Review: Maurice Lacroix Venturer brings new personality to the Aikon line

Maurice Lacroix has hit its stride in the past couple years thanks to the Aikon series — watches that bear more than a passing resemblance to iconic Gerald Genta designs. The Aikon is a head-turner of a watch with a style uncommon from major producers in the below $2,000 price segment. When the Swiss company announced this year that the Aikon would be updated with a new diver line, it seemed like a natural fit for the sporty design cues.

The Aikon can be a divisive discussion piece – some feel like its resemblance to the Audemars Piguet Royal Oak is a bit too close for comfort. While the Aikon claims roots from a 1990s Lacroix Calypso model, it certainly does share characteristics with the five figure Royal Oak design. But those similarities start to fade with the release of the Venturer – a diver with both elegance and bold features that will surely attract a wide swath of watch enthusiasts.

Maurice Lacroix seems focused on two watch buying segments – the Masterpiece collection will draw those looking for a taste of Haute Horology without the huge price tag. The Pontos and Aikon lines are more aimed toward casual sports watch enthusiasts. The Venturer will appeal to those looking for a dive watch with dress appeal.

The Case:

Maurice Lacroix smartly chose to mix things up with the bezel on the Venturer, contrasting the glossy ceramic insert with bold enamel-filled stainless minute markers. The bezel is uni-direction and functions flawlessly. Solid but smooth clicks will allow users to keep track of their dives, or, more likely, whatever you are timing at your office that day. The 43mm case is on the large size, but completely manageable and with a svelte wrist presence achieved with a nice thin profile.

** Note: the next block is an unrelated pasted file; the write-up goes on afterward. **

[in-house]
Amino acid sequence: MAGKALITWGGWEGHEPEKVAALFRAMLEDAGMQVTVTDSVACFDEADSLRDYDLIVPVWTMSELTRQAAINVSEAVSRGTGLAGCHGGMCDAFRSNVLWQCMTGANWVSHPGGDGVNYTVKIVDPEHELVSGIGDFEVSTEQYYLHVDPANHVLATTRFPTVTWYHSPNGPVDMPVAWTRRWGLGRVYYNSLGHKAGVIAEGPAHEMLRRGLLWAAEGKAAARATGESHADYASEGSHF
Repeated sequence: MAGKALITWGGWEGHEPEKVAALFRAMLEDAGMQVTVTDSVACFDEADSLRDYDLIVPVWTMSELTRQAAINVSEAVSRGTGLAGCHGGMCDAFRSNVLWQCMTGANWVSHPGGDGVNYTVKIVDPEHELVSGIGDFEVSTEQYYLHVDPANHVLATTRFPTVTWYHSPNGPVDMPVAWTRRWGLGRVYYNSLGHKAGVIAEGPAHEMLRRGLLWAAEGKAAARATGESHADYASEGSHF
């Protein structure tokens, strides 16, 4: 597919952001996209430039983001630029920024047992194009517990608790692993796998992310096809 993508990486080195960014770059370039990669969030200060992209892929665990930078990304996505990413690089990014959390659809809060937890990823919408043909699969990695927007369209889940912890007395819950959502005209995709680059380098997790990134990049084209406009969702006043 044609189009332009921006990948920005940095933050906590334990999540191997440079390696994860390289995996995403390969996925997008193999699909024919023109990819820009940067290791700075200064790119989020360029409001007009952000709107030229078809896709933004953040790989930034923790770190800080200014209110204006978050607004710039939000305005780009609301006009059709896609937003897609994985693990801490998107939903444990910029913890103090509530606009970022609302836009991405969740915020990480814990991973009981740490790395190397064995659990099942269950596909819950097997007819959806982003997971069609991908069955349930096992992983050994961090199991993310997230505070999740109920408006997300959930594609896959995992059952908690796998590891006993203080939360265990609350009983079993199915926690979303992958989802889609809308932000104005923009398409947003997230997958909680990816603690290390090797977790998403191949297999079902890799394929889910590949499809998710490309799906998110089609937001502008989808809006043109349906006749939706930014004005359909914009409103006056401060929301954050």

As I mentioned before, the case does pick up cues from Genta-inspired pieces, but the roundness of the bezel along with the gorgeous ceramic insert sets the Venturer apart. This watch has its own personality. The most AP-like feature may be the integrated lug system with two metal attachments to hold the strap in place. It’s a very Royal Oak feature and does play prominently into the look. The mix of finely brushed surfaces and polished details give the whole piece a luxurious feel. This is a watch you can show off and those not familiar with Maurice Lacroix will think it’s a much more expensive piece.

One of my reviewer friends pointed out that in initial pictures of the Venturer, the 30 minute bezel marker was flipped – that’s something that people really seem to love to hate and I think ML made the wise decision to play it safe and switch the 30 marker back to the normal position.

The caseback is closed and features a deep-engraved logo and specifications. Nothing too exciting here, but this is a dive watch and a closed caseback is much better for water resistance. The Venturer is water resistant to 300 meters.

The Dial:

The dial details are really the star of the show for me. I personally own the Aikon Bronze Automatic Limited Edition, so I’m well aware of the fine detail work ML is capable of with respect to dial finishing. The Venturer does not disappoint with fine dial features. Oversized and polished applied markers with ample lume plots mark the hours while a fine sunburst blue simply jumps out at the wearer. Everything seems to be applied with outstanding precision. This is a watch that lives up to the cliché of “punching above its weight class.”


The Venturer gives buyers the choice of shipping with a rubber strap or adding an integrated bracelet for a bit more money. My review piece has the rubber strap without the bracelet and I must say it’s a beauty and very comfortable fit. The Aikon bracelets I’ve handled are very nice as well and interchange easily with a quick release system accessed from the backside of the watch. That’s a very convenient detail often overlooked by companies. I could see switching this strap out with a nice brown leather strap – though, you’ll likely need to stick with ML straps for the proprietary lug integration. (I wouldn’t be surprised if a couple custom strap makers find a work-around).

Specs and Pricing:

Case diameter:
Case material:
Stainless Steel
Water resistance:
Water resistance to 300m
Blue sunbrushed Dial

Automatic ML 115 (based on Selitta 220-1)
Hours, minutes and seconds
Date at 3 o’clock
Number of jewels: 26
Power Reserve: 38 hours
Vibrations: 28’800 vph / 4 Hz 

Price with rubber strap only: $1,890
Price with rubber strap and stainless steel bracelet: $2,190

Final thoughts:

The Aikon Venturer really scores with great design features and a look suited for just about any occasion. This is a watch aimed directly at fans of versatile dive watch pieces with a luxury aesthetic. And with some new details, the Venturer begins to develop the series personality on its own footing.

(Review watch on loan from ECJ Luxe Charlotte. Contact Ross Gallin at and tell him WATCHA sent you.)

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